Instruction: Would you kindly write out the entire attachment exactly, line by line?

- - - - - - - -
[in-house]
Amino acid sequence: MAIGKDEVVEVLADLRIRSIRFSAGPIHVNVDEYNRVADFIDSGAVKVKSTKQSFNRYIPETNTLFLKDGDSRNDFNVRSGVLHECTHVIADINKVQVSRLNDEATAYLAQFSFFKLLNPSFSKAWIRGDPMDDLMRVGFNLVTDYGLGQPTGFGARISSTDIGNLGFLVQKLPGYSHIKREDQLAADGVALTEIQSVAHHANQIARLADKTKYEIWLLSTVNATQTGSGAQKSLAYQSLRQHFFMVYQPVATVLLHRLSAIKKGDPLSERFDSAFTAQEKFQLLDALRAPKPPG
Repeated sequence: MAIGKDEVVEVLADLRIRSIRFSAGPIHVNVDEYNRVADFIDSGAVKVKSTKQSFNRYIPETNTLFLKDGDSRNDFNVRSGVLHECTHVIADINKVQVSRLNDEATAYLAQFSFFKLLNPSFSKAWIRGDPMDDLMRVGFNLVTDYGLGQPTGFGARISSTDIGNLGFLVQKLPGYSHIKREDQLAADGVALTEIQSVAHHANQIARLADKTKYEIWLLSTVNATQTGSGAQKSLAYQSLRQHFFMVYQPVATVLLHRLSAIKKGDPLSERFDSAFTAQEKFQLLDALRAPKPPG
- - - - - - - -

[in-house]
Amino acid sequence: MAIGKDEVVEVLADLRIRSIRFSAGPIHVNVDEYNRVADFIDSGAVKVKSTKQSFNRYIPETNTLFLKDGDSRNDFNVRSGVLHECTHVIADINKVQVSRLNDEATAYLAQFSFFKLLNPSFSKAWIRGDPMDDLMRVGFNLVTDYGLGQPTGFGARISSTDIGNLGFLVQKLPGYSHIKREDQLAADGVALTEIQSVAHHANQIARLADKTKYEIWLLSTVNATQTGSGAQKSLAYQSLRQHFFMVYQPVATVLLHRLSAIKKGDPLSERFDSAFTAQEKFQLLDALRAPKPPG
Repeated sequence: MAIGKDEVVEVLADLRIRSIRFSAGPIHVNVDEYNRVADFIDSGAVKVKSTKQSFNRYIPETNTLFLKDGDSRNDFNVRSGVLHECTHVIADINKVQVSRLNDEATAYLAQFSFFKLLNPSFSKAWIRGDPMDDLMRVGFNLVTDYGLGQPTGFGARISSTDIGNLGFLVQKLPGYSHIKREDQLAADGVALTEIQSVAHHANQIARLADKTKYEIWLLSTVNATQTGSGAQKSLAYQSLRQHFFMVYQPVATVLLHRLSAIKKGDPLSERFDSAFTAQEKFQLLDALRAPKPPG